Some Facebook groups about “Mad Dog” Adrian of Midland

We love you, Mad Adrian

Mad dog (of midland) fan club….waaagh!

I’v been terrorised by “MAD DOG”

Hidden taste disorders in Australian children a public health crisis?

In this blog I have written about a number of different disorders of perception that can go undiagnosed, and here is another one. Taste disorders are the inability to properly identify one or more of the tastes sweet, salty, bitter, umami (savoury) or sour. I know that more complex tastes are percieved by the sense of smell, so loss of the ability to percieve those would presumably not be a taste disorder, but a smell disorder of which there are a number of different types. According to the interesting ABC News article cited below taste disorders can be caused by a number of different medical conditions including  Bell’s palsy, renal failure, diabetes and middle ear infections. It is suggested that taste disorders can cause obesity, so I imagine that a nasty feedback loop could develop, with obesity causing diabetes, the diabetes causing a taste disorder, and the taste disorder making the obesity worse which makes the diabetes worse etc etc. Serious stuff! It appears that taste and smell disorders can both be symptoms of diseases, so if you find that your perception of the world of smells or tastes has altered, it might be a good idea to see your doctor about it.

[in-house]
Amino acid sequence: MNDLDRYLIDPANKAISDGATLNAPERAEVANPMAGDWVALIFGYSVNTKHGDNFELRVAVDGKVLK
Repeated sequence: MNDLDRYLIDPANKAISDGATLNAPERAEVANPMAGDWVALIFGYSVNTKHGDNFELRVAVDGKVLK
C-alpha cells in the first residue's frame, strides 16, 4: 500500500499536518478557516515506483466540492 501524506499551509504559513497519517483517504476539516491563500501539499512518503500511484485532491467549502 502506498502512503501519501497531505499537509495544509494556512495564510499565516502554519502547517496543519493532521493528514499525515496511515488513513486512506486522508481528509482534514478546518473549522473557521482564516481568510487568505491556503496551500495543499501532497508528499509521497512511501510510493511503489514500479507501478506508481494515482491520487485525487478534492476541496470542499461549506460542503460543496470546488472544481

Michael Edwards Taste disorders linked to childhood obesity. ABC News. Updated April 18, 2011.

National Institutes of Health, National Institute on Deafness and Other Communication Disorders Taste Disorders